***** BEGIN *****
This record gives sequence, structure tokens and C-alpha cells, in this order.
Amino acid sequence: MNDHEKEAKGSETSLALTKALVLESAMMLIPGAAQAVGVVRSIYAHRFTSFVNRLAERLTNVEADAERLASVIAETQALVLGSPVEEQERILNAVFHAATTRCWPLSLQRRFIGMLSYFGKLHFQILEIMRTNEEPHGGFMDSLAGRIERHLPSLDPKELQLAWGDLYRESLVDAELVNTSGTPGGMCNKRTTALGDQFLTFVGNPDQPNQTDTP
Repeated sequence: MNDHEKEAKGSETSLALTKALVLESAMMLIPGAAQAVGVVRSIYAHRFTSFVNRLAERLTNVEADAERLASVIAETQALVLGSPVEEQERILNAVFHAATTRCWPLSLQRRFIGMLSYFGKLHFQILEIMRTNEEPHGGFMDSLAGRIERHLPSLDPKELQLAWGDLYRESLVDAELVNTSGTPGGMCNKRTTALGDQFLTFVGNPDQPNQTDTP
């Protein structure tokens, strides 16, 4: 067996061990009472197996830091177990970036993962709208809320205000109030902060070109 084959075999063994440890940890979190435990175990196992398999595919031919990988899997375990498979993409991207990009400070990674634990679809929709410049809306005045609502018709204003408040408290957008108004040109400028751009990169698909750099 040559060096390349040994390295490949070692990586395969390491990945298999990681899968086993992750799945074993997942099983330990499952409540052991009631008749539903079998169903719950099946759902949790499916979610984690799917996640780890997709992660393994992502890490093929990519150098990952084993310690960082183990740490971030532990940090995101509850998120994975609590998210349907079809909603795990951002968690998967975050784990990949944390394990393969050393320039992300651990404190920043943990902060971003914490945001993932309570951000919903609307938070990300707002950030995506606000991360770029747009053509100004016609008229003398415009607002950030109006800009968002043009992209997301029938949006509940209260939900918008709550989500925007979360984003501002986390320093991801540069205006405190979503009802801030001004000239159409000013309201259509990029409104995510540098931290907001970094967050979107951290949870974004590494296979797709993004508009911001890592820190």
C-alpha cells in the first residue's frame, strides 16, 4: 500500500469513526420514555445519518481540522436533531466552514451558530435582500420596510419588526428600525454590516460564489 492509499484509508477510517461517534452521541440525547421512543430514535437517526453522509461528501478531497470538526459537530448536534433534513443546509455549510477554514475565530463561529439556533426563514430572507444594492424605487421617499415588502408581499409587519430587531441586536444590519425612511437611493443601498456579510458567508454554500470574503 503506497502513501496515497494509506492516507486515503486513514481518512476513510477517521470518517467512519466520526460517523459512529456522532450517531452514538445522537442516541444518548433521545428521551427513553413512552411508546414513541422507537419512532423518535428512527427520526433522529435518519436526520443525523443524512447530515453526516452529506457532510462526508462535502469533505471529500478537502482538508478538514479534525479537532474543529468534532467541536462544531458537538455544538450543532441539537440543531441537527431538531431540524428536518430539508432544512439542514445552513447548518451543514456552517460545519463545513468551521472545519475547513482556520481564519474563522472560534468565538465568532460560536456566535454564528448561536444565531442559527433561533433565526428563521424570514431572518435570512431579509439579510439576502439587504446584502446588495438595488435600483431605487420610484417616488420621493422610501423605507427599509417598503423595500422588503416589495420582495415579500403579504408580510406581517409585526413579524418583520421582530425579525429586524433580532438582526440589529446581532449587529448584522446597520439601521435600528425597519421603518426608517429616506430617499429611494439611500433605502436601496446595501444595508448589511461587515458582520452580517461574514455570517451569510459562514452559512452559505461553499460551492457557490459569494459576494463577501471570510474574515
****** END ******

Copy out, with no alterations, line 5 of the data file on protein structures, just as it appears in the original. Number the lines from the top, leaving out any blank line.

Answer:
C-alpha cells in the first residue's frame, strides 16, 4: 500500500469513526420514555445519518481540522436533531466552514451558530435582500420596510419588526428600525454590516460564489 492509499484509508477510517461517534452521541440525547421512543430514535437517526453522509461528501478531497470538526459537530448536534433534513443546509455549510477554514475565530463561529439556533426563514430572507444594492424605487421617499415588502408581499409587519430587531441586536444590519425612511437611493443601498456579510458567508454554500470574503 503506497502513501496515497494509506492516507486515503486513514481518512476513510477517521470518517467512519466520526460517523459512529456522532450517531452514538445522537442516541444518548433521545428521551427513553413512552411508546414513541422507537419512532423518535428512527427520526433522529435518519436526520443525523443524512447530515453526516452529506457532510462526508462535502469533505471529500478537502482538508478538514479534525479537532474543529468534532467541536462544531458537538455544538450543532441539537440543531441537527431538531431540524428536518430539508432544512439542514445552513447548518451543514456552517460545519463545513468551521472545519475547513482556520481564519474563522472560534468565538465568532460560536456566535454564528448561536444565531442559527433561533433565526428563521424570514431572518435570512431579509439579510439576502439587504446584502446588495438595488435600483431605487420610484417616488420621493422610501423605507427599509417598503423595500422588503416589495420582495415579500403579504408580510406581517409585526413579524418583520421582530425579525429586524433580532438582526440589529446581532449587529448584522446597520439601521435600528425597519421603518426608517429616506430617499429611494439611500433605502436601496446595501444595508448589511461587515458582520452580517461574514455570517451569510459562514452559512452559505461553499460551492457557490459569494459576494463577501471570510474574515